(NaturalNews) A sharp drop in lobster prices has pushed tensions among Maine fishermen to the breaking point, leading to the first recorded shooting from a fishing ground dispute.
Eighty percent of U.S.-fished lobster, almost 70 million pounds, is caught in the waters off the coast of Maine by a mere 6,000 fishermen. Because a successful fisherman can make as much as $100,000 in profit each year, competition for prime fishing territories is fierce. Traditionally, Maine lobster fishing grounds are regulated by an informal system under which individual fishermen stake out a claim to various specific locations. Though these boundaries are usually respected, there is a long tradition of incursion and defense of these grounds.
The recent drop in lobster prices from roughly $4 per pound to approximately $3 per pound has caused an upswing in these incidents. Fishermen have cut the fishing lines of rivals fishing in "their" waters, forcing them to replace the traps at a cost of $70 to $100 each. Boats have had their engines disabled and herring dumped in their gasoline tanks, while others have been rammed or sunk. Two years ago, two fishermen were arrested for an altercation in which one fisherman steered his boat across another boat's wake at high speed. The captain of the second boat responded by firing his shotgun across the first boat's bow.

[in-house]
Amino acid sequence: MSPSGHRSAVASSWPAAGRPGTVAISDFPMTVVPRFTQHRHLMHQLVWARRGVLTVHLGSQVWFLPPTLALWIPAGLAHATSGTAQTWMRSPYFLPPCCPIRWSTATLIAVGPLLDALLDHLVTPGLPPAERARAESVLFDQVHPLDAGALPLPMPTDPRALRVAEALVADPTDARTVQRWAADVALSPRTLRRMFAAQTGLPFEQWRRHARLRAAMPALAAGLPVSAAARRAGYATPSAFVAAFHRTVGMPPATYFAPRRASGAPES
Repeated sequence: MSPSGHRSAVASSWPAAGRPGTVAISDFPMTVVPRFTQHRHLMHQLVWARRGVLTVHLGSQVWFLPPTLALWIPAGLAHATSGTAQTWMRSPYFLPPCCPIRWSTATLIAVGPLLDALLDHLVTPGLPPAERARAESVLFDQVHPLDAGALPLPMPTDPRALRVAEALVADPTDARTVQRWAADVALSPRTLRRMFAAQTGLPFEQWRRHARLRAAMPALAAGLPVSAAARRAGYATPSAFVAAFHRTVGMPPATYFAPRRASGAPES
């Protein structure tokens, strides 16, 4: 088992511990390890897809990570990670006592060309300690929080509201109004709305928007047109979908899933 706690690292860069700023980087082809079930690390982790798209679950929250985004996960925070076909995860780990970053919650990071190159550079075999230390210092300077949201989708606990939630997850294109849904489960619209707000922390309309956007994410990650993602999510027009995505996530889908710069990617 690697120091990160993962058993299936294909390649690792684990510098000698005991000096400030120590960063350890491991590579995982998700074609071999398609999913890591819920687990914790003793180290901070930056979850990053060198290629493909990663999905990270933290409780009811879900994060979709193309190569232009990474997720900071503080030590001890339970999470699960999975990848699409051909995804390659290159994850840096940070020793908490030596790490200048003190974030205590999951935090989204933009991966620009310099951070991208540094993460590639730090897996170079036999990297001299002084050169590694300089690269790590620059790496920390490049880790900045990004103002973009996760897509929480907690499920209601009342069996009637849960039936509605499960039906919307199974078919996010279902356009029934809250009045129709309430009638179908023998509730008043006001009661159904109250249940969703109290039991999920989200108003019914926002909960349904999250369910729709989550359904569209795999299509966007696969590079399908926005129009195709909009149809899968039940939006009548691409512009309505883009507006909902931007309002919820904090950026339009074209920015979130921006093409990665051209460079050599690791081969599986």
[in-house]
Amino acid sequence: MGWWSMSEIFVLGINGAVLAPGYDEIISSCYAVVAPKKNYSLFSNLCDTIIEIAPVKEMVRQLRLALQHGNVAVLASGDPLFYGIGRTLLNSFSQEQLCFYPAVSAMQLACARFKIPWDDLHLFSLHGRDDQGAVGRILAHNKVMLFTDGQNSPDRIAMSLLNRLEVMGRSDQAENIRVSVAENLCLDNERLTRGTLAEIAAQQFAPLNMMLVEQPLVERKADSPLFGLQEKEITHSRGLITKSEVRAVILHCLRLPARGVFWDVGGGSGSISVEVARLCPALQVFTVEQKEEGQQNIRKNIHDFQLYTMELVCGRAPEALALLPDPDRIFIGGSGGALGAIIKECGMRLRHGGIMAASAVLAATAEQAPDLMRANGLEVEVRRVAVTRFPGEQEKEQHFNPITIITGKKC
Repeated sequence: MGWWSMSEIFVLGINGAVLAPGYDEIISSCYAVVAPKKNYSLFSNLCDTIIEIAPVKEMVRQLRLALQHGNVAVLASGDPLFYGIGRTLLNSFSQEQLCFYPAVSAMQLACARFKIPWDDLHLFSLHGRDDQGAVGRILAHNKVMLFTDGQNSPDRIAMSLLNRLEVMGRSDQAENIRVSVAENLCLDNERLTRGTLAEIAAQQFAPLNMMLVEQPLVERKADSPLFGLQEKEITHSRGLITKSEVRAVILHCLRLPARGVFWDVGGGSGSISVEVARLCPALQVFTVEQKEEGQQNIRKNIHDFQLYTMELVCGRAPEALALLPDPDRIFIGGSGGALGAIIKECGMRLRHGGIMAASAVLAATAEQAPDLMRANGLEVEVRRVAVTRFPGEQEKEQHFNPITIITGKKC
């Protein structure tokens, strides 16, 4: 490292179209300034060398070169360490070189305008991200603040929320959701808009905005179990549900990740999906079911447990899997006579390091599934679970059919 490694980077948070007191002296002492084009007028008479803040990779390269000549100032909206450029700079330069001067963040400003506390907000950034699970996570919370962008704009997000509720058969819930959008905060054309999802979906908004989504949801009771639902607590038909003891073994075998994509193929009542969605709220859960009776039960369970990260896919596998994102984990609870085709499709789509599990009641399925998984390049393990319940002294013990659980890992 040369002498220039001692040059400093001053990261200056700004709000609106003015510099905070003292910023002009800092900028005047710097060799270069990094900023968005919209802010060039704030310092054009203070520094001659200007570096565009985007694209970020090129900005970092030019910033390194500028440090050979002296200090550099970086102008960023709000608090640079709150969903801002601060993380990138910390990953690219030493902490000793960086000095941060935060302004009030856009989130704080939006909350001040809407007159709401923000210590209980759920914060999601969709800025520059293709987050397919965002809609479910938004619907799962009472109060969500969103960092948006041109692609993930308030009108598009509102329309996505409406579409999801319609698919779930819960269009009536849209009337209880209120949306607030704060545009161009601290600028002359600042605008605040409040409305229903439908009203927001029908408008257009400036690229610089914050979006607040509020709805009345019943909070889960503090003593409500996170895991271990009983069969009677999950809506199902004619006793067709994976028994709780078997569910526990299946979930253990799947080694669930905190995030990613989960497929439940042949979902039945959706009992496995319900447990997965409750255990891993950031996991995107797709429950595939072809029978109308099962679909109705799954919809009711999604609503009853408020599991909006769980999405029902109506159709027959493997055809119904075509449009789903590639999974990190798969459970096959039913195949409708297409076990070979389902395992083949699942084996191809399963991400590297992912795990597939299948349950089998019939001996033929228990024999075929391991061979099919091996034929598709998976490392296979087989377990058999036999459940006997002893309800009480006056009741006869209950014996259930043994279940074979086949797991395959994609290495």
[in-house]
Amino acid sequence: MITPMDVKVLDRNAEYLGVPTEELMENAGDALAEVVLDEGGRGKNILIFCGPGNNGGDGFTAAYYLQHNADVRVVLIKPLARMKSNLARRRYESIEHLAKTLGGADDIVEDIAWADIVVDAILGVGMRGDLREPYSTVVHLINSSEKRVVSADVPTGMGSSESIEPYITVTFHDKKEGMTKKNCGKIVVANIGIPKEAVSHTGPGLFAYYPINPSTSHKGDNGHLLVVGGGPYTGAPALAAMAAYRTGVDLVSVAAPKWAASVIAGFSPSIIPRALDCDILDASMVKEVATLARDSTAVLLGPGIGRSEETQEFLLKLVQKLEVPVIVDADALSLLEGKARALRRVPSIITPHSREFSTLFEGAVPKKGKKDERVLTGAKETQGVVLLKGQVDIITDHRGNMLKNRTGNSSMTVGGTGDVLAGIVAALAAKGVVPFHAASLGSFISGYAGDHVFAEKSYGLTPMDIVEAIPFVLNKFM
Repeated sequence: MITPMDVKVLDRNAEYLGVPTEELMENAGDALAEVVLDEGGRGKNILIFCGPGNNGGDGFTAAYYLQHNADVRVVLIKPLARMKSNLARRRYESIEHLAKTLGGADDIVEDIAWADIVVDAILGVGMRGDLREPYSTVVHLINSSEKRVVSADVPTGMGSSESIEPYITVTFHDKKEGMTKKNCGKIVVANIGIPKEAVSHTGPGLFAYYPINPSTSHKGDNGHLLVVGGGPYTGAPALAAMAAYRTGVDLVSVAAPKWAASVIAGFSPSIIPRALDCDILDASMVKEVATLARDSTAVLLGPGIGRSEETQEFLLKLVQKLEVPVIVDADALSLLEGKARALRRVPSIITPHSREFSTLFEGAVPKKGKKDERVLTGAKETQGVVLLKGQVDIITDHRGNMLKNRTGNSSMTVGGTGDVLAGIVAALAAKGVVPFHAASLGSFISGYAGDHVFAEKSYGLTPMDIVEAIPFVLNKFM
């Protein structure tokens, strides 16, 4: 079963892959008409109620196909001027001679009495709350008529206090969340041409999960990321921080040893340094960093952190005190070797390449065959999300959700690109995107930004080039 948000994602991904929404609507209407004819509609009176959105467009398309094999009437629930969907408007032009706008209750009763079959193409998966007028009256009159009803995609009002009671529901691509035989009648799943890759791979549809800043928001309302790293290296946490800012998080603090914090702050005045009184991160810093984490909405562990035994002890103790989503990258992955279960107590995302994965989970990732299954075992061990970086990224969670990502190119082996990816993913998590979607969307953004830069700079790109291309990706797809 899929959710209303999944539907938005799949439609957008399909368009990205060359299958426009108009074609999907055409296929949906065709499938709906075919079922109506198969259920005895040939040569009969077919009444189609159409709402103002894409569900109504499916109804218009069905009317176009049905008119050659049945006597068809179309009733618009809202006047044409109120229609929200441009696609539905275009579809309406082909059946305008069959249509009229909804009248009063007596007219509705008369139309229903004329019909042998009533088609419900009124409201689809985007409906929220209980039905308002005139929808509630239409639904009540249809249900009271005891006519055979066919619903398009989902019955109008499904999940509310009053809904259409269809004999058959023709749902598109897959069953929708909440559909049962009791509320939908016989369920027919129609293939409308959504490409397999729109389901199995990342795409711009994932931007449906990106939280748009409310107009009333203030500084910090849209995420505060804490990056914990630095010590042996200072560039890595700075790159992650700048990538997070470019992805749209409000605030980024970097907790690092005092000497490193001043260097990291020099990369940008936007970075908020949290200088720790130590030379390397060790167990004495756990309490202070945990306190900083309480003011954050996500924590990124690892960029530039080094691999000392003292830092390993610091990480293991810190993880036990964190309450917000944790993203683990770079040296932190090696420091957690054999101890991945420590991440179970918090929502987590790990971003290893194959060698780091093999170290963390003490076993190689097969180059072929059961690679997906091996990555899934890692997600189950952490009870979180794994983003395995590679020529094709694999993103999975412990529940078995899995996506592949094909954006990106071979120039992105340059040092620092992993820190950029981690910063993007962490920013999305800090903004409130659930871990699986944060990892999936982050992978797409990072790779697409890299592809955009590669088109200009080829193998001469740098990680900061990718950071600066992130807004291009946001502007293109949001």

On Manticus Island this summer, 41-year-old lobsterman Chris Young was shot in the neck by another lobsterman, Vance Bunker. Bunker's son-in-law, Alan Miller, is a fisherman from Wheelers Bay who had begun fishing off Manticus Island when he married a local woman. But the island's fisherman voted to ban him from fishing in its waters, branding him an outsider. Bunker's support of his son-in-law had embroiled him in heated arguments with other fishermen, and he reported receiving threats in the days leading up to the shooting.
In another recent incident, someone released raccoons onto Manticus Island, presumably in retaliation from being barred from fishing there.
Fishermen on Manticus Island have appealed to the state to ban outsiders from fishing its waters, and use the Marine Patrol to enforce the law.